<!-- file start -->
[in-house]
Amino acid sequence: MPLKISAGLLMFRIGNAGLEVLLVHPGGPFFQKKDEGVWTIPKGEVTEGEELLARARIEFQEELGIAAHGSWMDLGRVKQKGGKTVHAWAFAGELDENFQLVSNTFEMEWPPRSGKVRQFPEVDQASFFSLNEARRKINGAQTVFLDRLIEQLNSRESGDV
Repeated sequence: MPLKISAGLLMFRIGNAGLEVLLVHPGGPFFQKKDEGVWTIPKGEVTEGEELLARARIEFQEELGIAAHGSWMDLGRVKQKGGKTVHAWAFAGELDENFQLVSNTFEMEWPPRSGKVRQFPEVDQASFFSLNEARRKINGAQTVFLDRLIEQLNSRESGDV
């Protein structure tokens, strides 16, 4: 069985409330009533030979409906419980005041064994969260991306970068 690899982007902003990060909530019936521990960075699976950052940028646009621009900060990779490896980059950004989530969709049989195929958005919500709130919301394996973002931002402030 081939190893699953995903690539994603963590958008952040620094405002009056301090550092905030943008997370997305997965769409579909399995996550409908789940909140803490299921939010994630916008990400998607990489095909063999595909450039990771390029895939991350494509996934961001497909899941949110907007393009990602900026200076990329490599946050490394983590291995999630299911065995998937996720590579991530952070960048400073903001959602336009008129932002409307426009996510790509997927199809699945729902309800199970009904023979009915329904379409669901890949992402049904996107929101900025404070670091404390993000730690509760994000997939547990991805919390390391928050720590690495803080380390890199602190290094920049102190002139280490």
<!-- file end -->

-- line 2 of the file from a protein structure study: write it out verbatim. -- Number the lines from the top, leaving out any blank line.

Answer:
Amino acid sequence: MPLKISAGLLMFRIGNAGLEVLLVHPGGPFFQKKDEGVWTIPKGEVTEGEELLARARIEFQEELGIAAHGSWMDLGRVKQKGGKTVHAWAFAGELDENFQLVSNTFEMEWPPRSGKVRQFPEVDQASFFSLNEARRKINGAQTVFLDRLIEQLNSRESGDV